BOSTON – One does not need to spend a lifetime in the global health-care sector to appreciate that substandard or counterfeit drugs are a major public-health hazard. These bogus products have infiltrated pharmaceutical supply chains from Azerbaijan to Zambia, wrecking the most promising programs to control, manage, and eradicate deadly diseases. Yet little is being done to stop this criminal activity.
Growing up in Pakistan, I realized how vital it was for my mother, like any educated parent, to know which drugs and pharmacies could be trusted. Little has changed since then. Local pharmacists from Lahore to Lusaka continue to sell a variety of brands of the same drug at different prices; and shopkeepers are called upon to give a candid opinion of their benefits and shortcomings.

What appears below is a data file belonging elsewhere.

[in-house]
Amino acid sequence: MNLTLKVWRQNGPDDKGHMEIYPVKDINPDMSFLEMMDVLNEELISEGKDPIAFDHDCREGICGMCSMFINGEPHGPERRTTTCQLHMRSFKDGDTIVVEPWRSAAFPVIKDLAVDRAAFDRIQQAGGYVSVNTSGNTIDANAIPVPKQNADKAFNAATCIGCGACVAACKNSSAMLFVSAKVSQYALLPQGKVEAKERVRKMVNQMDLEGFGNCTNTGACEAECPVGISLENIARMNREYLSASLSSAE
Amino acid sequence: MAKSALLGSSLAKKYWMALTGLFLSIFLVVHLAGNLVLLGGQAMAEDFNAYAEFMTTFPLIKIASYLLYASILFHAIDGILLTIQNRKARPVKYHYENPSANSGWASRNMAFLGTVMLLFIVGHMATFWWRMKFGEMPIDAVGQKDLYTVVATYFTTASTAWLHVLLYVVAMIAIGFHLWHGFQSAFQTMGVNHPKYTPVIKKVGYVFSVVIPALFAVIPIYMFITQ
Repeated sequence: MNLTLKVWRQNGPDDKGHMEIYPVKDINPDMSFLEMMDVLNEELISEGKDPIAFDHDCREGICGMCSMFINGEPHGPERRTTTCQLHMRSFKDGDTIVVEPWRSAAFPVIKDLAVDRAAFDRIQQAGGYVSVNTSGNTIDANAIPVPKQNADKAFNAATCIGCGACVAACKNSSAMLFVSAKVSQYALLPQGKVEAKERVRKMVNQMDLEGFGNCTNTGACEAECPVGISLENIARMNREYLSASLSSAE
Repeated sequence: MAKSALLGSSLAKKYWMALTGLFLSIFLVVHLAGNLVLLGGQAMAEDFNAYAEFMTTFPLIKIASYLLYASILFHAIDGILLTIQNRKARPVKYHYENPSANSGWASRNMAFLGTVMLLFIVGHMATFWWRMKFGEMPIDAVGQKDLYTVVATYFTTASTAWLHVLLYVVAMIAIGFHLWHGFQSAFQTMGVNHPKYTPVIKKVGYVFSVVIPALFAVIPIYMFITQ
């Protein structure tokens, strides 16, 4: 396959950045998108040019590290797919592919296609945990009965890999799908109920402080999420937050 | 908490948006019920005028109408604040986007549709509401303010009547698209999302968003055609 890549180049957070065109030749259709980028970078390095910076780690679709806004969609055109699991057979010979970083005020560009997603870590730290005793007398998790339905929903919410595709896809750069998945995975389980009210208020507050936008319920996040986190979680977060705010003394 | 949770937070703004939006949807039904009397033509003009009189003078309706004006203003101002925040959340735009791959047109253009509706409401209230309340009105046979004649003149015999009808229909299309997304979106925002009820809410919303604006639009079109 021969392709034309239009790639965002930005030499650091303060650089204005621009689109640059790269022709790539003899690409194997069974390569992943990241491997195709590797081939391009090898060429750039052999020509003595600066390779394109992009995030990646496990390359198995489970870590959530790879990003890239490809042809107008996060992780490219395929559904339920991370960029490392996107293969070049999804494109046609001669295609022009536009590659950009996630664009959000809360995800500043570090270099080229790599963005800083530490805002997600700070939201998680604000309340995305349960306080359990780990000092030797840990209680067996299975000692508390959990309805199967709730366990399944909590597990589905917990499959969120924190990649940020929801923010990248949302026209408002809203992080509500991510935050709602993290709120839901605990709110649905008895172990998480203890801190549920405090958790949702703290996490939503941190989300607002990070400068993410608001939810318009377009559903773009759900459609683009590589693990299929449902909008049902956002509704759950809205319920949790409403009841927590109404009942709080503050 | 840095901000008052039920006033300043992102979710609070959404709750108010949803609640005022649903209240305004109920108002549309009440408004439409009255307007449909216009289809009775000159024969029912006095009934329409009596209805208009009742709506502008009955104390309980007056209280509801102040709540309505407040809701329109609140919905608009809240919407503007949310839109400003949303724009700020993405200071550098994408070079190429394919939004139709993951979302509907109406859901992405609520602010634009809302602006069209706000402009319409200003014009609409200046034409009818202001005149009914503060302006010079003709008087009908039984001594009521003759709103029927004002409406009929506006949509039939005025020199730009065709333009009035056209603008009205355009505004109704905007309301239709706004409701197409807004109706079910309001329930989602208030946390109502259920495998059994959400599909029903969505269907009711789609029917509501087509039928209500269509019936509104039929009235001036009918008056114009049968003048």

Unfortunately, the problem runs a lot deeper than a few bad drugs sold at the corner pharmacy. Around $75 billion of substandard drugs are sold annually, causing an estimated 100,000 deaths worldwide, and making many more people seriously ill. The trade in inferior drugs also undermines fragile public-health systems in poor countries. As well as killing consumers, the effects of bad drugs can be passed from parent to child, and even create new drug-resistant strains of diseases that threaten us all.
Yet the fight against substandard drugs has never been taken as seriously as other global health crises such as malaria, HIV, or maternal and infant mortality. This may be because there is no obvious solution.